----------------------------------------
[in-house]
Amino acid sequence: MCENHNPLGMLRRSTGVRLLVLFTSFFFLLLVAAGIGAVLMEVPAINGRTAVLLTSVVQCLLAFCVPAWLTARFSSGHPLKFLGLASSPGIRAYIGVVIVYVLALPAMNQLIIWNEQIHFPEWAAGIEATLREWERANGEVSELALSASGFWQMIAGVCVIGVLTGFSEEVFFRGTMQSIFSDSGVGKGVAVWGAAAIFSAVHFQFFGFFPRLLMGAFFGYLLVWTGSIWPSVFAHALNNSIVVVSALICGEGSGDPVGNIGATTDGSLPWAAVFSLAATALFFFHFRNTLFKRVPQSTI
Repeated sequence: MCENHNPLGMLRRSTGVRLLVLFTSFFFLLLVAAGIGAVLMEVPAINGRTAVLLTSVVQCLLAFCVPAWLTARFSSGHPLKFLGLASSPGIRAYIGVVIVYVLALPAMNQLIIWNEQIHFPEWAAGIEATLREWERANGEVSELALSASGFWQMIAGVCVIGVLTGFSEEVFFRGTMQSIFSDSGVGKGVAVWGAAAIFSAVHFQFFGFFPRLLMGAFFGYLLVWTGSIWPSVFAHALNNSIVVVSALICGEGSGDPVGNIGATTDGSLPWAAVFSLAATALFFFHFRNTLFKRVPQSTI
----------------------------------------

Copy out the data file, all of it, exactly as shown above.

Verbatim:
[in-house]
Amino acid sequence: MCENHNPLGMLRRSTGVRLLVLFTSFFFLLLVAAGIGAVLMEVPAINGRTAVLLTSVVQCLLAFCVPAWLTARFSSGHPLKFLGLASSPGIRAYIGVVIVYVLALPAMNQLIIWNEQIHFPEWAAGIEATLREWERANGEVSELALSASGFWQMIAGVCVIGVLTGFSEEVFFRGTMQSIFSDSGVGKGVAVWGAAAIFSAVHFQFFGFFPRLLMGAFFGYLLVWTGSIWPSVFAHALNNSIVVVSALICGEGSGDPVGNIGATTDGSLPWAAVFSLAATALFFFHFRNTLFKRVPQSTI
Repeated sequence: MCENHNPLGMLRRSTGVRLLVLFTSFFFLLLVAAGIGAVLMEVPAINGRTAVLLTSVVQCLLAFCVPAWLTARFSSGHPLKFLGLASSPGIRAYIGVVIVYVLALPAMNQLIIWNEQIHFPEWAAGIEATLREWERANGEVSELALSASGFWQMIAGVCVIGVLTGFSEEVFFRGTMQSIFSDSGVGKGVAVWGAAAIFSAVHFQFFGFFPRLLMGAFFGYLLVWTGSIWPSVFAHALNNSIVVVSALICGEGSGDPVGNIGATTDGSLPWAAVFSLAATALFFFHFRNTLFKRVPQSTI